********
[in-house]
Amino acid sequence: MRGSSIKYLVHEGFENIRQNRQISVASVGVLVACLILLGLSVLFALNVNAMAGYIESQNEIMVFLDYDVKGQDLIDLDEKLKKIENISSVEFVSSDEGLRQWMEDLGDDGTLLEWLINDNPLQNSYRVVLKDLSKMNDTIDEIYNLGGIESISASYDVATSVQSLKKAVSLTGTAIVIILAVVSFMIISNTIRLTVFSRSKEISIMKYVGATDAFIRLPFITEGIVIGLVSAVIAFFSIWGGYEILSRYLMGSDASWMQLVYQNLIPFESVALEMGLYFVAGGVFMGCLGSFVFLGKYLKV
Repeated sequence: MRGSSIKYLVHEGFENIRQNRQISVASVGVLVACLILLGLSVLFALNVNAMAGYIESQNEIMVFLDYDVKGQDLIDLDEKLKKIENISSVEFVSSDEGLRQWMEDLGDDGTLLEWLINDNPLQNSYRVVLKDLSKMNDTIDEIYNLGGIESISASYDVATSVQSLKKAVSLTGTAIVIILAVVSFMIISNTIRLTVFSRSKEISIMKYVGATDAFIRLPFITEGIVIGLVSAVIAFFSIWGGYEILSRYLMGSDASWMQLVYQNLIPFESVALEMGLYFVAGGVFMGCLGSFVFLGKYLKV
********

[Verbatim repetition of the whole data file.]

[in-house]
Amino acid sequence: MRGSSIKYLVHEGFENIRQNRQISVASVGVLVACLILLGLSVLFALNVNAMAGYIESQNEIMVFLDYDVKGQDLIDLDEKLKKIENISSVEFVSSDEGLRQWMEDLGDDGTLLEWLINDNPLQNSYRVVLKDLSKMNDTIDEIYNLGGIESISASYDVATSVQSLKKAVSLTGTAIVIILAVVSFMIISNTIRLTVFSRSKEISIMKYVGATDAFIRLPFITEGIVIGLVSAVIAFFSIWGGYEILSRYLMGSDASWMQLVYQNLIPFESVALEMGLYFVAGGVFMGCLGSFVFLGKYLKV
Repeated sequence: MRGSSIKYLVHEGFENIRQNRQISVASVGVLVACLILLGLSVLFALNVNAMAGYIESQNEIMVFLDYDVKGQDLIDLDEKLKKIENISSVEFVSSDEGLRQWMEDLGDDGTLLEWLINDNPLQNSYRVVLKDLSKMNDTIDEIYNLGGIESISASYDVATSVQSLKKAVSLTGTAIVIILAVVSFMIISNTIRLTVFSRSKEISIMKYVGATDAFIRLPFITEGIVIGLVSAVIAFFSIWGGYEILSRYLMGSDASWMQLVYQNLIPFESVALEMGLYFVAGGVFMGCLGSFVFLGKYLKV